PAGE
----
Friday, April 5, 2019

Indian MOOCs going mainstream

There are plenty of examples of universities offering credits for MOOCs and the key to awarding credentials is a formal proctored examination at the end of the course. In some countries this can be rather expensive but in India it seems that MOOCs are being integrated into the state higher education system. According to an article in Class Central, In India, MOOCs Are Now Part of the Education System, the state sponsored MOOC platform SWAYAM offers learners the chance to sit digital examinations at over 1000 regional centres all over the country and the successful candidates get valid credits that can count towards their degrees. This national coverage means that taking an exam becomes more accessible and although candidates pay around $15 to sit an exam the money is refunded if they pass.

Another interesting feature of SWAYAM's strategy is that teachers are given the financial incentive of up to $150 per hour of online teaching (recorded video) and other rates for material development, according to a remuneration model issued by India’s Ministry of Human Resource Development. Universities can now allow students to take up to 20% of their degree programme as MOOCs thus offering greater flexibility and also recognising online education as an integral part of higher education in India. Universities can also offer other institutions' MOOCs and thereby widening their offer and making credit transfer more common.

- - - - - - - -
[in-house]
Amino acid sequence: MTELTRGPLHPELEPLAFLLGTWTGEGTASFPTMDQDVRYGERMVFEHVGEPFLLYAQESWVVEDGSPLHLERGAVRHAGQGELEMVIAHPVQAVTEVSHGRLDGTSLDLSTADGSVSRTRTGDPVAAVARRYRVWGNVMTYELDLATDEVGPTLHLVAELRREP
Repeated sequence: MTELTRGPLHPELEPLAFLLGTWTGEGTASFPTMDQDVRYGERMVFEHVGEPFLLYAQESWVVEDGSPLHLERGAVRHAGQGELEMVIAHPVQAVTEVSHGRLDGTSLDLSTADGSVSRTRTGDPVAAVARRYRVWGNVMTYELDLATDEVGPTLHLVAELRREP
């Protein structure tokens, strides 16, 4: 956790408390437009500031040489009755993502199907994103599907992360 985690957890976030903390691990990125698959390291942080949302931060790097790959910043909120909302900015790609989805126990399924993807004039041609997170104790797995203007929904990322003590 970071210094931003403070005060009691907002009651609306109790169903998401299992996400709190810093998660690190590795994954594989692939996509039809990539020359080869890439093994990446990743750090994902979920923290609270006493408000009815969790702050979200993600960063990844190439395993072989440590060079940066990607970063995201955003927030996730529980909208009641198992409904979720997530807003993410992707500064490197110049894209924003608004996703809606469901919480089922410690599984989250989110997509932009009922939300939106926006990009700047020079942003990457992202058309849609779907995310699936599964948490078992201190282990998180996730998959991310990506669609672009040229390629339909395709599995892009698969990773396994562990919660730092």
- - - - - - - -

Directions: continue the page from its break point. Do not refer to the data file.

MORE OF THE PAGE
Twice a year, institutions pick SWAYAM courses they’ll grant credit for in the upcoming term. Note that they may pick courses offered by other institutions, allowing them to tap into the strengths of schools nationwide to build richer curricula. For instance, they may leverage SWAYAM to offer high-demand courses for which they lack qualified instructors on campus.

The Indian government hopes that this scheme will help to widen participation in higher education by allowing new students to try a course, get credits and then hopefully move on from there into a full programme at a university. Maybe local centres can offer practical help to new student groups to help them learn the skills of online learning, for example in face-to-face introduction meetings to help them get started. None of this is particularly new since open universities have been working in this way for many years but it's refreshing to see that MOOC platforms can be integrated into the higher education system and offer alternative paths with tangible rewards.

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